overland-underwater.com - A charity drive from the UK to New Zealand
Pic of the week: (previous - fav video clip)
Pic of the week
Final Statistics: Alex & Maz Total distance: 93,550km
Furthest Point: Rotorua, NZ Now settled in Sydney, Australia
Final Statistics: Martin Total distance: 79,698km
Furthest Point: Hobart, Australia Now settled in Bristol, UK

Mad Dogs and Englishmen

Written by Martin Pitwood. Uploaded 19 November 2006.

Australia, Country 26, Diary entry 17th-30th October 2006, Total distance in Australia: 13337km

Group photo at Fresh cafeAfter escaping the Brisbane traffic it wasn't long before I arrived at Holly's place and met both James, her boyfriend, and Charlie, who is apparently a "chiwoodle", the name for a Chihuahua/poodle crossbreed designer dog. To my delight Holly had prepared a meal for my arrival (so she hadn't forgotten me then!) and some wine was consumed, aided by the fact that she had arranged to take the following day off work so she could show me around, which was fantastic as places are always different when seen from the local perspective. Palm Beach itself is a very quiet residential area with little to offer the tourist, but as a place to live it's beautiful. It has a wide perfect golden sandy beach which extends all the way along this stretch of coast from Surfers Paradise down to Coolangatta. Giving me a day off from the driving Holly drove me along the coast towards Kirra Beach and Coolangatta where we stopped for coffee. Although Australia's cafe capital is supposed to be Melbourne, it seems the Gold Coast is a close second because there were plenty of cafes clustered along the beach road looking out to the sea. We obviously had a lot of catching up to do so we made our coffees last quite a long time before heading off to Currumbin and stopping at some rock pools on the way out to Mount Cougal on the edges of the Springbrook National Park where we took a short walk and watched some kids sliding down a natural water slide and narrowly missing some rocky walls before dropping into a pool at the bottom, despite the really quite scary warning signs detailing the personal stories of people who had been paralysed by jumping or diving off the rocks there. Though the weather was quite pleasant enough I was still acclimatising to temperate climates after spending so long in the tropics. Sliding down the water slide was off the agenda for me. Nothing to do with cowardice, oh no.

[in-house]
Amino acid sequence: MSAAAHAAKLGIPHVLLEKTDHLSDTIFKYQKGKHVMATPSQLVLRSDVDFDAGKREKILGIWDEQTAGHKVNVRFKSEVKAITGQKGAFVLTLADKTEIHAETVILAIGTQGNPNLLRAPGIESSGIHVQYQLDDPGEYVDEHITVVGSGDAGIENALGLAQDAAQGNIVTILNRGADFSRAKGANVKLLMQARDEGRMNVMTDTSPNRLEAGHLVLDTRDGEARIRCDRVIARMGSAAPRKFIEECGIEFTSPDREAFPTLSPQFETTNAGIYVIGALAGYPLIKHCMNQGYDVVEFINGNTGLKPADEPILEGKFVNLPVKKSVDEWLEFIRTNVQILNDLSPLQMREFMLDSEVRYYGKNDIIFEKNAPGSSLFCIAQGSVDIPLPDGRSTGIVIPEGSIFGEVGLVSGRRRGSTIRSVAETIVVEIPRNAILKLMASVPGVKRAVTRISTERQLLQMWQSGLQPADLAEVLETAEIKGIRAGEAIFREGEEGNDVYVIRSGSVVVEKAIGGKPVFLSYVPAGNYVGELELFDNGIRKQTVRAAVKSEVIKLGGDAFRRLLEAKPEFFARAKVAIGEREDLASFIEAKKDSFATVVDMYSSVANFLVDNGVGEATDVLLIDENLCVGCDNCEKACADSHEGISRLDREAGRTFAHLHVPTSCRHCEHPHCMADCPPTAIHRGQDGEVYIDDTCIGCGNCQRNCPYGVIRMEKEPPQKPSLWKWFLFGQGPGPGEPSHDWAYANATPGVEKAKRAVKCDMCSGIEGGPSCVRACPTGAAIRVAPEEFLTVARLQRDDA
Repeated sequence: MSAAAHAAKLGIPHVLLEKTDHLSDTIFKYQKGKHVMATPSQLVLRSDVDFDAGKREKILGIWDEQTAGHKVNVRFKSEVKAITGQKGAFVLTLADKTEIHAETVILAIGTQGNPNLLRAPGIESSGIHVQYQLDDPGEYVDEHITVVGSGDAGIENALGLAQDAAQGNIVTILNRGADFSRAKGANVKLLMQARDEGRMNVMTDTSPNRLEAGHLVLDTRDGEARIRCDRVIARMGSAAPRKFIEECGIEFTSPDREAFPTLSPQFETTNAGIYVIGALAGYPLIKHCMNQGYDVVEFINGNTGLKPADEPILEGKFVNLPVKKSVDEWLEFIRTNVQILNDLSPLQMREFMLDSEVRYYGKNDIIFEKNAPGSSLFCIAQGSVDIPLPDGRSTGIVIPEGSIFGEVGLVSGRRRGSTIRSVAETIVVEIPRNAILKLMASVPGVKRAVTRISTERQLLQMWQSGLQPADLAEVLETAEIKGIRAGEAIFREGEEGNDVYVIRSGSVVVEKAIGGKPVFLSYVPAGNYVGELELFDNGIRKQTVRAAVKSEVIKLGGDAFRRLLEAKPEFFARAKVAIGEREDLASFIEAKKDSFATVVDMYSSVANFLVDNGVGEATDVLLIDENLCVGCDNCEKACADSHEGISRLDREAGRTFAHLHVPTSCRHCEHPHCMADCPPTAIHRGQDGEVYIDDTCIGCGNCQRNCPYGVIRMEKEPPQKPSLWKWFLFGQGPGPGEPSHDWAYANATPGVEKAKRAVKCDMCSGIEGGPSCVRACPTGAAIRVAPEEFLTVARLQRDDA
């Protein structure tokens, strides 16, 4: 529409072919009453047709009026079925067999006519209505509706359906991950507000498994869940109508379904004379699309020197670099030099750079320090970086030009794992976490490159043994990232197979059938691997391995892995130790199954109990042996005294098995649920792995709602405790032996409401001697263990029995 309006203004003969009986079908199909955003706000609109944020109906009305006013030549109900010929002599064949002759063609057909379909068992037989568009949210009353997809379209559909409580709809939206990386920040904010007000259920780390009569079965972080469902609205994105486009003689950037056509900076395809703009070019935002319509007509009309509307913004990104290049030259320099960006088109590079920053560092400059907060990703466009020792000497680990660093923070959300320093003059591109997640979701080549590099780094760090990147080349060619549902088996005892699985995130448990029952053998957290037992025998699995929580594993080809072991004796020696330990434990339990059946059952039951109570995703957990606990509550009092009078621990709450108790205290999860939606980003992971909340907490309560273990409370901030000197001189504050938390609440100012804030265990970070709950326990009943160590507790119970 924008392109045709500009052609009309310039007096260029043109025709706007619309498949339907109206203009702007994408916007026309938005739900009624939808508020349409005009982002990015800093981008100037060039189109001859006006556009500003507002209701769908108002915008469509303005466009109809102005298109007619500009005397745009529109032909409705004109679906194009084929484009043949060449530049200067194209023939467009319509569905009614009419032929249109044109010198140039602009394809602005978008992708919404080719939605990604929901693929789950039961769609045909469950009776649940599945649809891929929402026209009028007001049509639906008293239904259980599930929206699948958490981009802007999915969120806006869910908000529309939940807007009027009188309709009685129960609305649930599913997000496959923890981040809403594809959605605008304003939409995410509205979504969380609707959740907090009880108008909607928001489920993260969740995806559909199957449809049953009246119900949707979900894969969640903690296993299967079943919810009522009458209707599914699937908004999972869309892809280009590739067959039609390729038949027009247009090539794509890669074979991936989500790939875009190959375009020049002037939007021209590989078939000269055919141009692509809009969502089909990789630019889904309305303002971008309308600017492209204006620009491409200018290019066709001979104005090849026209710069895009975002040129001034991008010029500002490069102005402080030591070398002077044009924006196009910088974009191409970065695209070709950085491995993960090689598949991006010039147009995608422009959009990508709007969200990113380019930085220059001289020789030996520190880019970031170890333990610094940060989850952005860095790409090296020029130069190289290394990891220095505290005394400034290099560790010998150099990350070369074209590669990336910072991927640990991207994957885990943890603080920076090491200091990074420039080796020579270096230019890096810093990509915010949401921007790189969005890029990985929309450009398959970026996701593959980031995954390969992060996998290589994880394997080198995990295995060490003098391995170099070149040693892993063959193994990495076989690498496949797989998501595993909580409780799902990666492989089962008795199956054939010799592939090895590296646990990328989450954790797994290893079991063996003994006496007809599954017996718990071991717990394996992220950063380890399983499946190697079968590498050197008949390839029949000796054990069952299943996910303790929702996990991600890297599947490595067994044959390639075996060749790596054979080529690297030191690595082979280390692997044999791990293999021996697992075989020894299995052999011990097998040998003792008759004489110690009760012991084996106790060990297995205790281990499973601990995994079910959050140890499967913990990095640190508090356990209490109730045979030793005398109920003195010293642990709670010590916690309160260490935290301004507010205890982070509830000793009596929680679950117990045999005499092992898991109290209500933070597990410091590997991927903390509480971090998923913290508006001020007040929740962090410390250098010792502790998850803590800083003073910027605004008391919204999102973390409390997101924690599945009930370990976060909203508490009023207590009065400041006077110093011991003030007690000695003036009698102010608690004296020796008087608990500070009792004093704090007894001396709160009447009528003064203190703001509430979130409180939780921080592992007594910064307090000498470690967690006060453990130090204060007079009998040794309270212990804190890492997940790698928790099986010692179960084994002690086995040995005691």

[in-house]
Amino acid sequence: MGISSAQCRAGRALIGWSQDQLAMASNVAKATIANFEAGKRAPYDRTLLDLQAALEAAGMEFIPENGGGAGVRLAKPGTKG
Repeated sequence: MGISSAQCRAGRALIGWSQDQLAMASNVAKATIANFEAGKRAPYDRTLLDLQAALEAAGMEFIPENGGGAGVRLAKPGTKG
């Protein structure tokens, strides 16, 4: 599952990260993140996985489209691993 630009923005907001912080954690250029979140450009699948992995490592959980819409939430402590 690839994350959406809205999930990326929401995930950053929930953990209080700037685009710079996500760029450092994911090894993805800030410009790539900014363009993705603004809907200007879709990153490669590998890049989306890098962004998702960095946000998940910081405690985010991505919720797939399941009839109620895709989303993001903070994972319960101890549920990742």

Indy Cars, Surfers ParadiseThe next couple of days I made use of the creature comforts of Holly and James's house including very comfortable sofa, explored the local area a little including the local libraries to try to plan my onward travel a little and tried not to trash the place too much. I had a good opportunity, when not being pestered by the ever-energetic Charlie, to relax a little before the weekend when we had plans... the Lexmark Indy 300 race was coming to town.

Years ago I used to be quite a fan of Formula 1 racing so I was quite interested in going to the American equivalent. The Indy racing series is American in origin but more and more races are being held outside America. One of the races each year has been held on the streets of Surfers Paradise since the early 1990s and I was quite keen to go and have a look. Holly had never been either so she came with me, but neither of us really follows the series so we decided to go on the Saturday to get the atmosphere, see the qualifying and letch at the bikini girls (for me anyway) rather than race day on the Sunday.